Just as I've finished my whinging about the good dying young, comes news of Daniel Schorr's 91st birthday. The last of Murrow's Boys still working: the guys who could write well, speak well and had the moxie to "tell the truth and run". (Marvin Kalb was actually the last hired by Murrow, four years after Schorr, but he took the king's shilling years ago to teach at Harvard and become a Gray Eminence, a Lippman instead of a George Seldes or I.F. Stone.)

Murrow hired Schorr two years before I was born, for God's sake, when Schorr was 37-- and very much the "kid" around CBS, compared with colleagues like William Shirer, who'd stuck around Nazi Germany and didn't get out until 1940, or Cronkite, a wire-and-print man at UPI until 1950, who'd landed with troops behind enemy lines in a glider on D-Day. Shirer himself gave Murrow a civics lesson by quitting when CBS was late coming to the table against McCarthy and failed to stand up for Shirer when he was being red-baited as prematurely anti-fascist. (We like to remember Murrow at his best, but at the time, Murrow's eloquent speech against McCarthyism was akin to Stalin declaring war on Japan after the US bombed Hiroshima.)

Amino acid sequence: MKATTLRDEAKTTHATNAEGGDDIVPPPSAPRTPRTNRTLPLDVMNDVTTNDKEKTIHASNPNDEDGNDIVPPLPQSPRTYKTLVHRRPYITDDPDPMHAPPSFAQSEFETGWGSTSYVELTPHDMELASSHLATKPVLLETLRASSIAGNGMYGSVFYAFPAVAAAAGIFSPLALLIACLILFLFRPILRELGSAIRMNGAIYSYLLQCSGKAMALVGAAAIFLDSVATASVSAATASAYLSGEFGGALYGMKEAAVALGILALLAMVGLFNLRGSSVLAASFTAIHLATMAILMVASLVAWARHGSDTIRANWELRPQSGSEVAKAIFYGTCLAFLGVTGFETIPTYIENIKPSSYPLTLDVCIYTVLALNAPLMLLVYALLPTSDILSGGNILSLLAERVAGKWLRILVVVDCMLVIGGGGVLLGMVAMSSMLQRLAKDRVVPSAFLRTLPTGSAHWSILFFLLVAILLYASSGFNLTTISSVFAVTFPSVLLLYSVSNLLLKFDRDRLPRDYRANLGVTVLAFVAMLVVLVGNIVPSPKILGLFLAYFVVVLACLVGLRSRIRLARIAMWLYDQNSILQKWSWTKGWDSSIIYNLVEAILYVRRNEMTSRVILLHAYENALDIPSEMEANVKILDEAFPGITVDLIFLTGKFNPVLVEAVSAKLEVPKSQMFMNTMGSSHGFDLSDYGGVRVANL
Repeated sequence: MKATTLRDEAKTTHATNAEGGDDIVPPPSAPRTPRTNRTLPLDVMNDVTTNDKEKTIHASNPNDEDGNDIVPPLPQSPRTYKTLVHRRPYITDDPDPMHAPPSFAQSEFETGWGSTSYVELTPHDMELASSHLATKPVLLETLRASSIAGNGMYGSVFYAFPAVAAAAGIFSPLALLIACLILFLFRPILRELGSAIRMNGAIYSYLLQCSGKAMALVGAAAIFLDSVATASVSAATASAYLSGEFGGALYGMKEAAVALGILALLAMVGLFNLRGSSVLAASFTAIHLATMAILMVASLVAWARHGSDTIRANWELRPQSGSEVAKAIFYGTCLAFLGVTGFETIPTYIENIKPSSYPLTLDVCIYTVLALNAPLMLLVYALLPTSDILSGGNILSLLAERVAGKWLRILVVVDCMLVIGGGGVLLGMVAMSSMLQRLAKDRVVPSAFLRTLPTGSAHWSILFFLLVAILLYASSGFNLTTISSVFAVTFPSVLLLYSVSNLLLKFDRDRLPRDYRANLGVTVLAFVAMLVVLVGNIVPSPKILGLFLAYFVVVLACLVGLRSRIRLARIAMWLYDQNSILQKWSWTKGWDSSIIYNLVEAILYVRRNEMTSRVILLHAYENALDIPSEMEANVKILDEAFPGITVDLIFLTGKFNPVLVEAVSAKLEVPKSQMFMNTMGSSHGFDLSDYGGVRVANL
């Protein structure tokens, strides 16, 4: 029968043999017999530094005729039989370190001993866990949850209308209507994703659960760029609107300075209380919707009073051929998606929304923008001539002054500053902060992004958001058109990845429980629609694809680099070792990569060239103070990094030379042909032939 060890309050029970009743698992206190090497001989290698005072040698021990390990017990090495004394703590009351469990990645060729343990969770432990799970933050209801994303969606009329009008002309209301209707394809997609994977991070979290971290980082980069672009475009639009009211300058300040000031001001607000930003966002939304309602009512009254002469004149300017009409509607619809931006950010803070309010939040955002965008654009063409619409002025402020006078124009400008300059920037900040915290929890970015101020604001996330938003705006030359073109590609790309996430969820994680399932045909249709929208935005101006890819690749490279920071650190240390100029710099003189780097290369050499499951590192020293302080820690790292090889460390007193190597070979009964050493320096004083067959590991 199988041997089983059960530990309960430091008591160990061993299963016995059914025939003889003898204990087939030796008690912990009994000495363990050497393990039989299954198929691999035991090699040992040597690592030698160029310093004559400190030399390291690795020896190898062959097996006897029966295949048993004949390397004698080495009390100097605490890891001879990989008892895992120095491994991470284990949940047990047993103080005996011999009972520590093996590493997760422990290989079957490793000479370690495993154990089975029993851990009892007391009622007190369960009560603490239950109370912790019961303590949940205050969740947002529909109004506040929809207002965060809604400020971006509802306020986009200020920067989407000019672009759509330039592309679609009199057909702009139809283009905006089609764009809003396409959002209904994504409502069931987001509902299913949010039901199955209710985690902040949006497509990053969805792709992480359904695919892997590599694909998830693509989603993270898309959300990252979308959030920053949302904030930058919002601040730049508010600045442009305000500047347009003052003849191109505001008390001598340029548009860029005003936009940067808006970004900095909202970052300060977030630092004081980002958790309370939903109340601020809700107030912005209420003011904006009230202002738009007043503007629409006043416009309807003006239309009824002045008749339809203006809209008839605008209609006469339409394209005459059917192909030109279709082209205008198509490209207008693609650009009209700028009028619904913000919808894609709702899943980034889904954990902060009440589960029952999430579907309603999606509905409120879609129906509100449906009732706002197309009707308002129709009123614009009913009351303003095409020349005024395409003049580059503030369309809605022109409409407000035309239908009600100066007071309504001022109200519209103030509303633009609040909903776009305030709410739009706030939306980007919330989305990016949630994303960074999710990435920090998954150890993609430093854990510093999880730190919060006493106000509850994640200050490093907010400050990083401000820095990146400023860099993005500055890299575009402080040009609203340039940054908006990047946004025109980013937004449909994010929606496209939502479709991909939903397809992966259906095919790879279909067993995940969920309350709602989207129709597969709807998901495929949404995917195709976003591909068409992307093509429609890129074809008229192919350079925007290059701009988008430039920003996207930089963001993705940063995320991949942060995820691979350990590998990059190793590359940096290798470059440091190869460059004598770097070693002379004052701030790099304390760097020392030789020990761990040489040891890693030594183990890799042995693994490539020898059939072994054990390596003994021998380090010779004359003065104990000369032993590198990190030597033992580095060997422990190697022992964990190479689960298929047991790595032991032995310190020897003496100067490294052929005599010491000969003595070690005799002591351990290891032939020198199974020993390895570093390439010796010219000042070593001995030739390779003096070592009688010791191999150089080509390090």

Kid Schorr got his chance to show what it takes to be a "Murrow Boy" when he got in a pissing match with the Pentagon, the Nixon White House and CBS itself, which fired him over his reporting on CIA villainy and the Pike Committee hearings. It's part of guy lore that a man is defined not just by his friends but by who his enemies are, and there are few more deserving of a great soul in opposition than the secret murderers at CIA, or moments more delicious than Schorr reading Nixon's "enemies list" on-air without realizing that his own name was on the list.